Post-War Art under Japanese Peace Constitution Article 9
Photo by Yuka Takamatsu
What does Article 9 mean to you? “Into the Atomic Sunshine,” gives new energy to the most contentious clause in Japan’s constitution. The exhibition derives its name from the Atomic Sunshine Conference, a meeting between the American GHQ and the Japanese government that took place in February 1946.
In the immediate post-war years, the American occupation drafted the document which would become the Japanese constitution. Like Article 9, the constitution has not changed since then, though its revision has been called for numerous times, in both Japan and the U.S. Article 9 declares that the “Japanese people forever renounce war as a sovereign right.” In recent years, instability in Asia has brought up Japan’s right to defend itself and possess an army.”Into the Atomic Sunshine” comes at an opportune time, as Article 9 is being critiqued more than ever.
According to curator Shinya Watanabe, “Article 9 has a universal question or meaning that we need to think about.” And, since “it’s almost like a taboo to talk about Article 9,” the exhibition should, at the very least, encourage some dialog on the Japanese constitution. Mr. Watanabe is an independent curator based in New York whose work deals with the relationship between art and politics. After many years spent in the U.S., he realized that the atomic bomb and the many issues that surround it aren’t given the importance they demand. On this note, he comments that “art is a very good way of communication, so I want to use this exhibition to communicate, especially between Japan and U.S., and Japan and Asia.”
Yukinori Yanagi, “The Forbidden Box”. Photo by Yuka Takamatsu
Hiroshima-based artist Yukinori Yanagi has often dealt with controversial issues in Japanese history, such as Emperor Hirohito, North Korea, and the Hiroshima atomic bombing. In “The Forbidden Box,” the artist superimposes two 17-foot long pieces of cloth, one with the image of the mushroom cloud, the other with original and revised versions of Article 9. At the base of the cloth pieces rests an opened box engraved with “Little Boy,” the name of the atomic bomb dropped on Hiroshima. The engraved box is an allusion to Japanese folklore’s Urashima Taro as well as Greek mythology’s Pandora’s box. The opened lid signifies the hope that is possibly left in the box after the dropping of the bomb.
Vanessa Albury, “Your Fears, My Hopes”. Photo by Ota Yasuo (Thanks to Fukuinkan Shoten)
This piece invites viewers to write a fear on a piece of paper and burn it in a plate with a candle. A bouquet of orchids, each one with a message from the artist, sits next to the burning piece. The artists encourages the viewer to take a flower and the accompanying message. “Your Fears, My Hopes” incorporates the release and acceptance of hope, and a complex interplay of responsibility with the viewer and the artist.
Curator Shinya Watanabe playing chess with Yoko Ono. Photo by Masami Ueki
Yoko Ono‘s “White Chess Set” consists of only white pieces, which makes it impossible to differentiate sides. With just one color, the notion of the opponent is nonexistent. Chess, usually a strategic, war-simulating game, can become a peaceful exchange of mutual understanding. In this metaphor for pacifism, Yoko Ono cites inspiration from her childhood memories of fleeing Tokyo for the countryside during the air raids of the city.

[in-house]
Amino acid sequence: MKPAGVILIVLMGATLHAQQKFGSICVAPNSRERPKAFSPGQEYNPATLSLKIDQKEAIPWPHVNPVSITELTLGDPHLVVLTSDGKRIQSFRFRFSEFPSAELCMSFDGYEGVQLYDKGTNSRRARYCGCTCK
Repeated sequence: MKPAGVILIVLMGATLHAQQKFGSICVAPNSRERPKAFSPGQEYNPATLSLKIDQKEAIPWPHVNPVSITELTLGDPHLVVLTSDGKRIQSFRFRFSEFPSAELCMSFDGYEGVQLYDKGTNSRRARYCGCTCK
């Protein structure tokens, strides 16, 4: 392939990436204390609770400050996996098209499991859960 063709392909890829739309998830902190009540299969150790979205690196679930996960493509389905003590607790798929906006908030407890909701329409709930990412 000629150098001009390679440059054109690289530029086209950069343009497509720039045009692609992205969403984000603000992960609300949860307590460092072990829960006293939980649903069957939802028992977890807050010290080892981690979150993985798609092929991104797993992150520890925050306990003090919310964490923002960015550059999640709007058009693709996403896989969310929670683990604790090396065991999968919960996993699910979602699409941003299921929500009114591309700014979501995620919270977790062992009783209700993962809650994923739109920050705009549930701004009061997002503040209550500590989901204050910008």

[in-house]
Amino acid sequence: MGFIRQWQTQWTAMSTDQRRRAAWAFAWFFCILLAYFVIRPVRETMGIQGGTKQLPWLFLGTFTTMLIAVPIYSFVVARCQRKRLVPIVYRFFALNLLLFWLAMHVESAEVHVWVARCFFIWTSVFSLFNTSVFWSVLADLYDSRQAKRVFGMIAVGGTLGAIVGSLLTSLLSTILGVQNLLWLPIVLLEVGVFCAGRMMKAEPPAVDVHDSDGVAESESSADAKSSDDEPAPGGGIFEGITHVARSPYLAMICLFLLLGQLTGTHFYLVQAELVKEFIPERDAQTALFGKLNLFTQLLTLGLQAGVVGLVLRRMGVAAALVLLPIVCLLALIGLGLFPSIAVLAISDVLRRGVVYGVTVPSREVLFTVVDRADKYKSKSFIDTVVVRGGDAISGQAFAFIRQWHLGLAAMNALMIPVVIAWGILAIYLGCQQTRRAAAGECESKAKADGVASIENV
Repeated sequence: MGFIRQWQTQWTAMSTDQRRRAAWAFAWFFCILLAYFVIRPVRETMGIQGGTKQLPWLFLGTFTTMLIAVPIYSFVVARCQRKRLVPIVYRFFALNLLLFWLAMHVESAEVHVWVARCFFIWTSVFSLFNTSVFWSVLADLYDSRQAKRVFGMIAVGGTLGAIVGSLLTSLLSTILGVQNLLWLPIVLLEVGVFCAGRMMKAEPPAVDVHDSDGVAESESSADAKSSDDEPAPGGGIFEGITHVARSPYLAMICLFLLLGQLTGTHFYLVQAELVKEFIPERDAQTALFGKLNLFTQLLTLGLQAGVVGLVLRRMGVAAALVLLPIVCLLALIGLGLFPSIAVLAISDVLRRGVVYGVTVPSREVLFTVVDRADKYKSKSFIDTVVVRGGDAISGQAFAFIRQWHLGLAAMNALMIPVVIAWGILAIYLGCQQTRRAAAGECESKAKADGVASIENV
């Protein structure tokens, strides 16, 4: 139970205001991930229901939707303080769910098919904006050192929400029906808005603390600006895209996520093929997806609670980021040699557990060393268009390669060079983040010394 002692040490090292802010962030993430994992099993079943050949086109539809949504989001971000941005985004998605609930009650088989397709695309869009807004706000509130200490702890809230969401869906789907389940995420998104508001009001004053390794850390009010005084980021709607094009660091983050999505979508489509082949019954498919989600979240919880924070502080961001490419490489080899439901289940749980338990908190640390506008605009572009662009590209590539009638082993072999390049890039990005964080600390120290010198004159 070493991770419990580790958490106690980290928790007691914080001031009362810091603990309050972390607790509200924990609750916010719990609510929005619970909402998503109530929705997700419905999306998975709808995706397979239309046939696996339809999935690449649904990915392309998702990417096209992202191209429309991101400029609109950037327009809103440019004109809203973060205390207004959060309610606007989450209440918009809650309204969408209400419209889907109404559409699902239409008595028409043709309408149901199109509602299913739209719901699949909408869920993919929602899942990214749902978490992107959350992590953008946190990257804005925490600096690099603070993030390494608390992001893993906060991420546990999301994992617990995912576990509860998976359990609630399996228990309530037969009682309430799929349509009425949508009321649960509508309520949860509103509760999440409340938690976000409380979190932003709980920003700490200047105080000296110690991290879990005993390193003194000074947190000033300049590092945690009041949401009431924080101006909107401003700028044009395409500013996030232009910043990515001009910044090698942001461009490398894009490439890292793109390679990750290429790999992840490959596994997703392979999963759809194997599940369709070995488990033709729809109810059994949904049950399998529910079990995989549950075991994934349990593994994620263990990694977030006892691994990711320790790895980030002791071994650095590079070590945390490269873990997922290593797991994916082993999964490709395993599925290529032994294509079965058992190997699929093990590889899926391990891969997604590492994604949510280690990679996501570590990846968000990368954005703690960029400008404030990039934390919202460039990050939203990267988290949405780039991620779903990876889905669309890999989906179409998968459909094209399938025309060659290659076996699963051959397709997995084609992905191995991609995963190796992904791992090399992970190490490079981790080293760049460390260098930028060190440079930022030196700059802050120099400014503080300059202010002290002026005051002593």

Oura Nobuyuki, “Work I” from “Holding Perspective”. Photo by Ota Yasuo
Oura Nobuyuki’s “Holding Perspective” is a series of fourteen lithographs depicting Emperor Hirohito in various stages of his life. The lithographs combine pictures of the former Emperor with images of the mushroom cloud, traditionally dressed Japanese women, Man Ray’s female nude, and other juxtaposing imagery. The controversial work was the target of a right-wing attack after an exhibition in Japan in the late 1980s.
Yasumasa Morimora, “Season of Passion – A Requiem: MISHIMA, 1970.11.25 – 2006.4.6”. Photo by Ota Yasuo
Yasumasa Morimora‘s seven-minute video shows a rendition of Yukio Mishima’s infamous speech, 37 years after his death. The Mishima incident occurred in Tokyo in November 1970. Mishima, a famous author turned ultra-nationalist organized, called for a coup d’etat and constitutional revision. Quickly after, he committed suicide. Morimora has performed “Season of Passion” three times, with a speech based on Mishima’s but twisted to address the Japanese art community.
“Into the Atomic Sunshine” is a culmination of two years of research and preparation by Mr. Watanabe, and includes works by both Japanese and American artists. Accompanying the exhibition were various music and dance performances, as well as a screening of White Light, Black Rain, a documentary about the atomic bombing of Hiroshima by Steven Okazaki.
“Into the Atomic Sunshine” carries more weight than a typical contemporary art exhibition. It’s at once a history lesson and a show of politically-conscious art. Most vitally, it’s a call for discussion on an issue which will only become more important in the years to come.
Art Exhibition “Into the Atomic Sunshine
– Post-War Art under Japanese Peace Constitution Article 9”
Date: January 12th – February 10th, 2008
Place: Puffin Room (SOHO, New York)
Address: 435 Broome St, New York, NY 10013, USA
Text: Patrick Burns